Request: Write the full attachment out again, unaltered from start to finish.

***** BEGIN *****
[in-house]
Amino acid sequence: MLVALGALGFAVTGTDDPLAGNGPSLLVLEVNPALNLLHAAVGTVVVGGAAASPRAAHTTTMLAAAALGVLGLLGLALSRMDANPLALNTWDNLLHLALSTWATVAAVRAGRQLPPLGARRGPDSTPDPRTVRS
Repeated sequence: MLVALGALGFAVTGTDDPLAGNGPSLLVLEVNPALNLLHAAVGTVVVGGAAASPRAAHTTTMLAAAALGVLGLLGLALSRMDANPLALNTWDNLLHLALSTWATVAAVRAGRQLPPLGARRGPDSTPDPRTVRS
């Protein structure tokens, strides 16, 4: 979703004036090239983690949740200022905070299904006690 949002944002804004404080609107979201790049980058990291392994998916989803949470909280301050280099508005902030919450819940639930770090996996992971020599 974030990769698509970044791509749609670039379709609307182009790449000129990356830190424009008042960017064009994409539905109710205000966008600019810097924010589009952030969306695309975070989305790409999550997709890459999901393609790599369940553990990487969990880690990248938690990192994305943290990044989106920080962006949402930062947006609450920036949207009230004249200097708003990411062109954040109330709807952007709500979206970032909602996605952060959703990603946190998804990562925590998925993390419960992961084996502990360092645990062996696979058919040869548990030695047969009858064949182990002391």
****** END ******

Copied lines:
[in-house]
Amino acid sequence: MLVALGALGFAVTGTDDPLAGNGPSLLVLEVNPALNLLHAAVGTVVVGGAAASPRAAHTTTMLAAAALGVLGLLGLALSRMDANPLALNTWDNLLHLALSTWATVAAVRAGRQLPPLGARRGPDSTPDPRTVRS
Repeated sequence: MLVALGALGFAVTGTDDPLAGNGPSLLVLEVNPALNLLHAAVGTVVVGGAAASPRAAHTTTMLAAAALGVLGLLGLALSRMDANPLALNTWDNLLHLALSTWATVAAVRAGRQLPPLGARRGPDSTPDPRTVRS
């Protein structure tokens, strides 16, 4: 979703004036090239983690949740200022905070299904006690 949002944002804004404080609107979201790049980058990291392994998916989803949470909280301050280099508005902030919450819940639930770090996996992971020599 974030990769698509970044791509749609670039379709609307182009790449000129990356830190424009008042960017064009994409539905109710205000966008600019810097924010589009952030969306695309975070989305790409999550997709890459999901393609790599369940553990990487969990880690990248938690990192994305943290990044989106920080962006949402930062947006609450920036949207009230004249200097708003990411062109954040109330709807952007709500979206970032909602996605952060959703990603946190998804990562925590998925993390419960992961084996502990360092645990062996696979058919040869548990030695047969009858064949182990002391």